15 ling, he deliberately exposes his own life to save the lives of others.

IIL —THE DISCONTENTED PENDULUM.
Jane Taylor.

[jane Taylor was born in London, September 23, 1783, and died April 12, 1824. Her father was a writer of books, and one of her brothers is the celebrated author of "The Natural History of Enthusiasm," "Saturday Evening," &c. She wrote "Display," a tale, "Essays in Rhyme on Morals and Manners," "Original Poems for Infant Minds," (a favorite book with children, and deservedly so,) and " Rhymes for the Nursery." She also contributed many articles to the "Youth's Magazine," under the signature of Q. Q., conveying sound moral and religious instruction in an attractive style. These were collected and published after her death, and they have been republished in this country. Her writings are all excellent in their tone and spirit, and possess much literary merit.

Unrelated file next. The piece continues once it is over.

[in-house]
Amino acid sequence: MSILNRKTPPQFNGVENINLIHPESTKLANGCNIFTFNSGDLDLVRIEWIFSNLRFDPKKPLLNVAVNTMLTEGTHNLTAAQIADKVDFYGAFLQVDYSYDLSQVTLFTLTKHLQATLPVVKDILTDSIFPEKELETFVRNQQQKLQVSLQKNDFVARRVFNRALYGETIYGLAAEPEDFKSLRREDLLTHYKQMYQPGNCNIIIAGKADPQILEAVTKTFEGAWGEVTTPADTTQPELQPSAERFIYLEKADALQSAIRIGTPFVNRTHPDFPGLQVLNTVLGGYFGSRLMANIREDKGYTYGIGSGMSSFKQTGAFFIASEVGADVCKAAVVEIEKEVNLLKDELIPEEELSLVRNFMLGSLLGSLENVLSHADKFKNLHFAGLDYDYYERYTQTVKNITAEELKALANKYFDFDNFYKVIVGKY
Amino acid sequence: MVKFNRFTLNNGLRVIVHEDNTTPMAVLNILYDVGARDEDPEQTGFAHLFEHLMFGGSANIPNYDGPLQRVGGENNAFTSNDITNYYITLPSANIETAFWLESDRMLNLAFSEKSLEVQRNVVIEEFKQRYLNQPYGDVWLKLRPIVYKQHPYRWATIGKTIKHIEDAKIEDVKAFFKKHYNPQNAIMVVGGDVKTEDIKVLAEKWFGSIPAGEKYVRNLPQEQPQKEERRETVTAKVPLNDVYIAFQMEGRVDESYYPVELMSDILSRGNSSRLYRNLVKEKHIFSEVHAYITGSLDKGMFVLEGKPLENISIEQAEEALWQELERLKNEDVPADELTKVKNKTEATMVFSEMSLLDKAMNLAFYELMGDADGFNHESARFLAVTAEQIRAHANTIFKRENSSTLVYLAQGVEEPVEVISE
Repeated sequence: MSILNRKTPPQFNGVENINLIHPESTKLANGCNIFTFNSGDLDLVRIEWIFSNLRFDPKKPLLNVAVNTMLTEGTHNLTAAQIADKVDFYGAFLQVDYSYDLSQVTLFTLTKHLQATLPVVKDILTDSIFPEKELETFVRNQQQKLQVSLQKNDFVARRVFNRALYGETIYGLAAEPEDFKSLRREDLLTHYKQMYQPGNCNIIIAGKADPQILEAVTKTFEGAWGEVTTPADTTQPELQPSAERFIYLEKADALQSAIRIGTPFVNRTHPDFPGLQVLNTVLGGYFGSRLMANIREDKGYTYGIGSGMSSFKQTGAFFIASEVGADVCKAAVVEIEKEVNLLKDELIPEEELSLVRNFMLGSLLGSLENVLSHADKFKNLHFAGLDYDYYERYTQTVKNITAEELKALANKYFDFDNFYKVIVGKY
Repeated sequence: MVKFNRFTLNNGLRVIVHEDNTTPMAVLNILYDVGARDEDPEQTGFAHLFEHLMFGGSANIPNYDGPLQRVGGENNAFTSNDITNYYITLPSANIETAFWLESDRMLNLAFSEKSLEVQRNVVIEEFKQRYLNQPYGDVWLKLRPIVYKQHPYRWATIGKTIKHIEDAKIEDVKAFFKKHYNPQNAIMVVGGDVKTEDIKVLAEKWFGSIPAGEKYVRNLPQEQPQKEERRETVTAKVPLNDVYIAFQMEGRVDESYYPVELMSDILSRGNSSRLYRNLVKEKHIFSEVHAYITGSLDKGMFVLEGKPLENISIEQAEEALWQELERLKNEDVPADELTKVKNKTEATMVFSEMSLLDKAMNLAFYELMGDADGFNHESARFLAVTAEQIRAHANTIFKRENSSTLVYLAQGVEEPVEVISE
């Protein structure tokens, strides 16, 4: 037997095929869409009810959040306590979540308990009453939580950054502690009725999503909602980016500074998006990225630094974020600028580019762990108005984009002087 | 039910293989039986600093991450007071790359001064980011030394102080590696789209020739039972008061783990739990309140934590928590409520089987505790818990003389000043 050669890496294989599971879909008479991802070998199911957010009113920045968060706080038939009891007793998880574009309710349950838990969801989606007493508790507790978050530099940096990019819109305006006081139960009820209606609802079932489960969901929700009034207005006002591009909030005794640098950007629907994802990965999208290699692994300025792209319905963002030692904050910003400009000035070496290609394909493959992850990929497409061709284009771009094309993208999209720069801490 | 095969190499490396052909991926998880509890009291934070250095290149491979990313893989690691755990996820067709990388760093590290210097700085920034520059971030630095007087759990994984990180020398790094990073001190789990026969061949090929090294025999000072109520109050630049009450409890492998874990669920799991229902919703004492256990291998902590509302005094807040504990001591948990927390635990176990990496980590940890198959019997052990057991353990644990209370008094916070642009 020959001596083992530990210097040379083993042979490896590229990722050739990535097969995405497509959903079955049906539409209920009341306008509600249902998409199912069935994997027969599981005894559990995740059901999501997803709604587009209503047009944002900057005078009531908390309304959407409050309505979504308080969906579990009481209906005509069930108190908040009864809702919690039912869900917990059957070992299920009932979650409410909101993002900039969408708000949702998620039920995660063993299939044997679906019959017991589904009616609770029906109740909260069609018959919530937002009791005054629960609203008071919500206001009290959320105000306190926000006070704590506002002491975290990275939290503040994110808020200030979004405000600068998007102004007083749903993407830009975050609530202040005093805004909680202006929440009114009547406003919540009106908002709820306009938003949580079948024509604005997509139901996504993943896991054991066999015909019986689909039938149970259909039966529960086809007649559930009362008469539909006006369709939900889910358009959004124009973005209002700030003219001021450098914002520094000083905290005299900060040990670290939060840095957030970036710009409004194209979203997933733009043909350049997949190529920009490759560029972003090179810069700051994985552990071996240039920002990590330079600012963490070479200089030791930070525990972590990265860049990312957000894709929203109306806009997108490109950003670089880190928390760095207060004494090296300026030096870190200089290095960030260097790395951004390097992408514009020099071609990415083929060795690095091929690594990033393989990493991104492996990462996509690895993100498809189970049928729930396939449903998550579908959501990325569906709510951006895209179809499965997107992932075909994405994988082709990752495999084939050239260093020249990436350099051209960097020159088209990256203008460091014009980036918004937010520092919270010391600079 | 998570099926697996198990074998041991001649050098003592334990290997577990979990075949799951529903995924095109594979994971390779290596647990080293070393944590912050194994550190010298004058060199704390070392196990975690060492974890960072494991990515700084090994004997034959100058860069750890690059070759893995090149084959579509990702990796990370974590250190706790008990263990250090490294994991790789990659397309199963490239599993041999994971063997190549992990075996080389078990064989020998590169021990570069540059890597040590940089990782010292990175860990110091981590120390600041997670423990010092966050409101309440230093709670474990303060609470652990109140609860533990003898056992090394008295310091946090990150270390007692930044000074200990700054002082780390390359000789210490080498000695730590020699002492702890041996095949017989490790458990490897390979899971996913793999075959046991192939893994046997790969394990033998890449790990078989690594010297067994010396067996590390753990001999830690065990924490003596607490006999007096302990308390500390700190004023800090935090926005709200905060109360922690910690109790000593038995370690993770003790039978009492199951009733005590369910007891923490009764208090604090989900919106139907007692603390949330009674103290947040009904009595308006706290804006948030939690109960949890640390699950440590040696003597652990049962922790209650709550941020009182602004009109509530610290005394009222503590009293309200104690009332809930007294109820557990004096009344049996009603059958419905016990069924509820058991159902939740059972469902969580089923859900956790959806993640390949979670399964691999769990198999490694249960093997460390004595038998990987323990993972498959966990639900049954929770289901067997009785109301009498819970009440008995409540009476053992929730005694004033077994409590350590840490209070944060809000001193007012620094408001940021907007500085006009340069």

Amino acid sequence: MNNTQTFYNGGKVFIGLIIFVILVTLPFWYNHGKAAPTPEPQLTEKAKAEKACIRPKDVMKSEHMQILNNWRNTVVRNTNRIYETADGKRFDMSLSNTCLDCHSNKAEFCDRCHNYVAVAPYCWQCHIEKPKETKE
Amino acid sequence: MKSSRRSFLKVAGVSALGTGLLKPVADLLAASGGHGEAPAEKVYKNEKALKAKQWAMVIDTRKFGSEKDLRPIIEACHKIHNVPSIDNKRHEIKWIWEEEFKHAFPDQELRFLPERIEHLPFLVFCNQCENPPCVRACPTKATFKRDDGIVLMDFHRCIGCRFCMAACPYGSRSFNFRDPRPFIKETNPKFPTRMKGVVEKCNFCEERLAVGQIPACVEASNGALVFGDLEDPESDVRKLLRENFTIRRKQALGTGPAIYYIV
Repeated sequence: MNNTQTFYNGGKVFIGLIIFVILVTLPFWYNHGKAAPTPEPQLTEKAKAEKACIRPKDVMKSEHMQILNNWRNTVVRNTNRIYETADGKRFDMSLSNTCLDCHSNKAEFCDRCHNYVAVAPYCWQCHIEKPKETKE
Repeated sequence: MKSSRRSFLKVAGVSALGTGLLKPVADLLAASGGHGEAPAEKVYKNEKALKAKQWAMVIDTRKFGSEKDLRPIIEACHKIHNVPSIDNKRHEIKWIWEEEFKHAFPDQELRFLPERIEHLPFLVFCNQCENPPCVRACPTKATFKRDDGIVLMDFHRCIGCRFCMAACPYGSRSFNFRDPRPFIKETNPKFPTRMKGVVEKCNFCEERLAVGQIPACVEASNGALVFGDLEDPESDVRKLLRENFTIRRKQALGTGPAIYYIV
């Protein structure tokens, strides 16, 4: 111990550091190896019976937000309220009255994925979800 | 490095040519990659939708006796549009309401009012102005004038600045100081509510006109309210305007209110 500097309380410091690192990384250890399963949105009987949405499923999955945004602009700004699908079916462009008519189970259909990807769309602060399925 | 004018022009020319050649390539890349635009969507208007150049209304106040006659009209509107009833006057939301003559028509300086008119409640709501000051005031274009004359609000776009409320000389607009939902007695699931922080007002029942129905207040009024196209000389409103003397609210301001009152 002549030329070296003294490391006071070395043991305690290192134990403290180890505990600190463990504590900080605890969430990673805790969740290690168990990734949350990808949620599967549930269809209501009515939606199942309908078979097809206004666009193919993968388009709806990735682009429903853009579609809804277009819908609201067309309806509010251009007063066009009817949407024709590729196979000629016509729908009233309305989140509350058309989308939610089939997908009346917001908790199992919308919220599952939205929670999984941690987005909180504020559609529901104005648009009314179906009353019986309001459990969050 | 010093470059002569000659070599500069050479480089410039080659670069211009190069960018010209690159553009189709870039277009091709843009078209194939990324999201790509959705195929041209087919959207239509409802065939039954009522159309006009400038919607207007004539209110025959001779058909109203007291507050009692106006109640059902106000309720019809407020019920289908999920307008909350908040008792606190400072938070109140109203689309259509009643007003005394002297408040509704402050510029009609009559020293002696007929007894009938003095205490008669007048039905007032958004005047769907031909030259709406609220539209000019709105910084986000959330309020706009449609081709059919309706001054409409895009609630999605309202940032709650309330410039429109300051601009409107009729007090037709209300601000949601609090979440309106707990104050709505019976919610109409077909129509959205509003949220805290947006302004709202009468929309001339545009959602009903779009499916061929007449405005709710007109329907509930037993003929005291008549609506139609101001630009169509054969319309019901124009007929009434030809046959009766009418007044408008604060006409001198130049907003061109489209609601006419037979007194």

"The Discontented Pendulum" — which first appeared in the "Youth's Magazine" —is an admirable specimen of the allegory; a form of composition in which the real interest, or primary object, is communicated by a discourse which has also a secondary or subordinate meaning. Here we have a supposed conversation between the several portions of a kitchen clock; but this would have no interest or value but for the moral truth intended to be conveyed; and this latter forms the primary subject. The first conception of this particular instrument, or medium, is very ingenious and happy, because it permits the analogy to be carried along to the end in the most natural manner possible. Once starting with the clock, all the rest seems to suggest itself. The moral lesson taught is of much practical value; and the duties of life would be lightened if we could all come to the same cheerful state of mind with the pendulum.]